When we first moved into our current house 7.5 years ago, we had no television hook up. Antenna service wasn't fantastic in our area then. Satellite service was so very expensive. Cable service was not an option in our neighborhood since a contractor cut the main line when building one of the homes. So we did without for about six months...until American Idol started up and I needed television access.
Those were a great six months. It was haaarrrddd at first. We were all used to our short but daily television time. Brayden and Kaitlyn didn't know what to do at first (McKenna was still a baby). They figured things out, though. They found things to do and managed to have an enjoyable six months despite the lack of television in their lives.
Despite our enjoyable hiatus all those years ago, we do allow screen time at our house, though our children do not have free reign with it. We have limits. I am trying to teach them balance. We live in a world filled with technology. I want them to learn to meter screen time and use it wisely.
We have been raising a voyager generation over the last ten-ish years. Our children are the first to grow up with access to screens everywhere. Screens are becoming more and more present in our lives. Even many restaurants are cutting back on waitress time and replacing that interaction with a screen. We have to figure out how to teach our children to learn to balance technological presence in their lives while simultaneously trying to do the same in our own lives.
"The uncertain reality is that, with this new technological frontier in its infancy and developments emerging at a rapid pace, we have neither the benefit of historical hindsight nor the time to ponder or examine the value and cost of these advancements in terms of how it influences our children’s ability to think." How Technology Changes the Way Children Think and Focus
We don't know all of the impact technology has. I do not feel technology is all good, nor do I think it is all bad. I think we can take it either direction. I am a believer in the axiom "moderation in all things," and so at our house, we have moderation when it comes to technology. Here are some rules we have in our home for balancing screen time.
Limit the amount of time allowed with screens in a week. Limit the places screens are allowed (no dinner-time screens, for example). Limit the number of days screens are allowed each week.
Some children (and humans) might be able to have free reign with no rules or limitations with technology and not spend most of their free time with it, but most cannot. They need limits. I don't use the term "need" lightly. They NEED limits. Need. You cannot let your children have free reign and unlimited access to screens.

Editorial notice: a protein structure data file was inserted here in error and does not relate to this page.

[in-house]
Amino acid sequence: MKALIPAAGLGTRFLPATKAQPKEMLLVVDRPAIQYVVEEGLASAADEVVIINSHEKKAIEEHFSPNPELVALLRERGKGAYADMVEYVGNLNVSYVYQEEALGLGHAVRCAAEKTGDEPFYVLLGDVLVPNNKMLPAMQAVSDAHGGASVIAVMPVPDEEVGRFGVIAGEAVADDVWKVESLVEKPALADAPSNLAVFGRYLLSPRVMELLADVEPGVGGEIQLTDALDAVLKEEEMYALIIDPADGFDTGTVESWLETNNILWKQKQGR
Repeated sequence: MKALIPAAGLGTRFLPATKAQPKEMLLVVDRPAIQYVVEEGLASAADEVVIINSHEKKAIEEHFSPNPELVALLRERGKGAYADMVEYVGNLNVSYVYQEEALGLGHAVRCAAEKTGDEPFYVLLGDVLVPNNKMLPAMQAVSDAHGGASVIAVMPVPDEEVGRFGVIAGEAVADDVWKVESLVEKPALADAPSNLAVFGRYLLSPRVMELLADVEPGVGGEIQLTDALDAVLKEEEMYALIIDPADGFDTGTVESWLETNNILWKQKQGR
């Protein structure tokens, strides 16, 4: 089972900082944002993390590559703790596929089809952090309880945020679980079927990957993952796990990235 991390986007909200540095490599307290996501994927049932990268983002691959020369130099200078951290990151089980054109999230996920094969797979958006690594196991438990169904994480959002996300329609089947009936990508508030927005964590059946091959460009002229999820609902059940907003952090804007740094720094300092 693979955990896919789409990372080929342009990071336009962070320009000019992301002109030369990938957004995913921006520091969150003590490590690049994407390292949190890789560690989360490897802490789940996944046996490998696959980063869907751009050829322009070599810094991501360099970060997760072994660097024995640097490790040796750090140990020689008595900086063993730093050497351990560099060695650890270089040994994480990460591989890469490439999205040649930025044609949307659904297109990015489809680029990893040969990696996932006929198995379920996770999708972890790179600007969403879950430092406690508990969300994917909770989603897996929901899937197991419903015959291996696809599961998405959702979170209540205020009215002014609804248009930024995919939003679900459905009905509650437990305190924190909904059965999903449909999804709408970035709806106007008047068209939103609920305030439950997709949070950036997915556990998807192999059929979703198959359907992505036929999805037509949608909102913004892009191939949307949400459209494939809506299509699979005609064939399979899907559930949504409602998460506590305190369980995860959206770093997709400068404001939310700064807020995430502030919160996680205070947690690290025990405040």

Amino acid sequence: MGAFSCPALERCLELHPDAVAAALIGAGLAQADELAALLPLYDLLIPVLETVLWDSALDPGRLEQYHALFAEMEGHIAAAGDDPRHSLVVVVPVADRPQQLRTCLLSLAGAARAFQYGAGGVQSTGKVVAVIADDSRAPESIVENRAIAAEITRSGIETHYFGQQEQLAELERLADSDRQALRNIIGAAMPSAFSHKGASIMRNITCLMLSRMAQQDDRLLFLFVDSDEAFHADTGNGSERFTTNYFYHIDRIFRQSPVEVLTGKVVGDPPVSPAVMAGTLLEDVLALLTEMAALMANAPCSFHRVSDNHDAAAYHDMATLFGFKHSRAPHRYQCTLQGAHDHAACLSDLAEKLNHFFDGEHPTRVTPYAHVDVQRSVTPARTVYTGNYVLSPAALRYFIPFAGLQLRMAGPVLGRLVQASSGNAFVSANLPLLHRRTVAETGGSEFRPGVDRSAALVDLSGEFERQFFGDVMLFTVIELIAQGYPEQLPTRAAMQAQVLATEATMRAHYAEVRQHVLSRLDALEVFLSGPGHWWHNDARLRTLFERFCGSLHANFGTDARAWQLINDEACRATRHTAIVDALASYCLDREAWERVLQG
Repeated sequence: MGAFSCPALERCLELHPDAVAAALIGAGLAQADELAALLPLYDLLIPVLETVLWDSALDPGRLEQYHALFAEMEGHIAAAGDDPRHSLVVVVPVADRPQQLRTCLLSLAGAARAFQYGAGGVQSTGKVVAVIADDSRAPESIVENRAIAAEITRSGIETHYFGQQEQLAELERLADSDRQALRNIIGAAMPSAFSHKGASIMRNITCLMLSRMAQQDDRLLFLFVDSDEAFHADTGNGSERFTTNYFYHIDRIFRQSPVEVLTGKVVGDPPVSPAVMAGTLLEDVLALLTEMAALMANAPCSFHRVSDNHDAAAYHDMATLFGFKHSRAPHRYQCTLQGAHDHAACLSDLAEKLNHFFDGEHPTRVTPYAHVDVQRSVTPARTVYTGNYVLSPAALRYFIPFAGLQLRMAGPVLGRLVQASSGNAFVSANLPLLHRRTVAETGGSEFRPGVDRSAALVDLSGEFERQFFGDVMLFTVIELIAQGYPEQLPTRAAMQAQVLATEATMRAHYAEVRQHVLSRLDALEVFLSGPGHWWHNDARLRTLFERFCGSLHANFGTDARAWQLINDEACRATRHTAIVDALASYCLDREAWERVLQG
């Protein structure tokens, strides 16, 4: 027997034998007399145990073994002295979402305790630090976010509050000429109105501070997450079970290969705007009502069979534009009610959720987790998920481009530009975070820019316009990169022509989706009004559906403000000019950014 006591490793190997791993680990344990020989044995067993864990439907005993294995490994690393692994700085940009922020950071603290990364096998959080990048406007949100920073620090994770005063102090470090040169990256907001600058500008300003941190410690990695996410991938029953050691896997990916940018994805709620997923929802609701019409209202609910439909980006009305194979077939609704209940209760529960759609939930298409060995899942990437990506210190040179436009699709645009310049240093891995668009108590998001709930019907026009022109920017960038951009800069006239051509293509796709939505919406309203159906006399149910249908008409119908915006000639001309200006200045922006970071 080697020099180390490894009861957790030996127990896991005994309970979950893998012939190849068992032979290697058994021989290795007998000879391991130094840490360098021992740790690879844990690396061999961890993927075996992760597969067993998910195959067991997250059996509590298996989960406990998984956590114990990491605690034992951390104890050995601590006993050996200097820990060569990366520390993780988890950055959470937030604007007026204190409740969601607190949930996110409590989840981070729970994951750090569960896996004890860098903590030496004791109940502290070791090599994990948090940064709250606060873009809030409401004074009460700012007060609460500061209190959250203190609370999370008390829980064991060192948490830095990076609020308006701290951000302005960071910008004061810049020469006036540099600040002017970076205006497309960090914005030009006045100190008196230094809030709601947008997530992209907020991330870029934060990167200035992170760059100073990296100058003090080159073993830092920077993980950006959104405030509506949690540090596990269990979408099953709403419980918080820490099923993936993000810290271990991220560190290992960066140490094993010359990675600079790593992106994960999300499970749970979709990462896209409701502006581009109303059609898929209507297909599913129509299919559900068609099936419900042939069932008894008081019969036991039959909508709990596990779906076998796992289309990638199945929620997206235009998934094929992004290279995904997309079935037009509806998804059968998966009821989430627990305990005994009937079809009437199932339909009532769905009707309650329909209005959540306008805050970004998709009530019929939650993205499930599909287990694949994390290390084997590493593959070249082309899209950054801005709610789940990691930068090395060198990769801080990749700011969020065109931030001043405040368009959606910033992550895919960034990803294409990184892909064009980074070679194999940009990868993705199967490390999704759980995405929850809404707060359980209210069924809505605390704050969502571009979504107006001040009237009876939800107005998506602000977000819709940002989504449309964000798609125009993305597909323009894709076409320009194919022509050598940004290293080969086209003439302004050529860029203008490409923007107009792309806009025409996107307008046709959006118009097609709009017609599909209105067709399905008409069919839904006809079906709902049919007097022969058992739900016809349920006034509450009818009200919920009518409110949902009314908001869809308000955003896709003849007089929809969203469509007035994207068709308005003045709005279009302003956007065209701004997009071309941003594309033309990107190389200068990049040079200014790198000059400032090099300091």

The impact of television and other technology on people is an old debate. When I was in college, I worked in the writing center tutoring students through their required English 1010 and English 2010 classes. In 2010, they were required to write a paper defending a topic. One of the most popular topics covered was if television was harmful or not. The thesis statements came down on both sides of the issue.
I stand firmly on the side that says television (and other forms of screens) impacts you. Screens impact you. Since my college days, more and more studies have come out to support that thesis.
"Many parents intuitively understand that ubiquitous glowing screens are having a negative effect on kids. We see the aggressive temper tantrums when the devices are taken away and the wandering attention spans when children are not perpetually stimulated by their hyper-arousing devices. Worse, we see children who become bored, apathetic, uninteresting and uninterested when not plugged in.
But it’s even worse than we think.
We now know that those iPads, smartphones and Xboxes are a form of digital drug. Recent brain imaging research is showing that they affect the brain’s frontal cortex — which controls executive functioning, including impulse control — in exactly the same way that cocaine does. Technology is so hyper-arousing that it raises dopamine levels — the feel-good neurotransmitter most involved in the addiction dynamic — as much as sex." source here
Did you catch that last paragraph? Read it again. "...in exactly the same way that cocaine does." Technology needs limits. NEEDS. Needs.
At our house, our children get three hours of video game time a week (if they don't pass of piano songs, they get two hours instead. I tell them that is how they can find the extra time to practice their songs to the point of passing). Yes, I said week. I know numbers show some children have more than twice that in a day. We are week.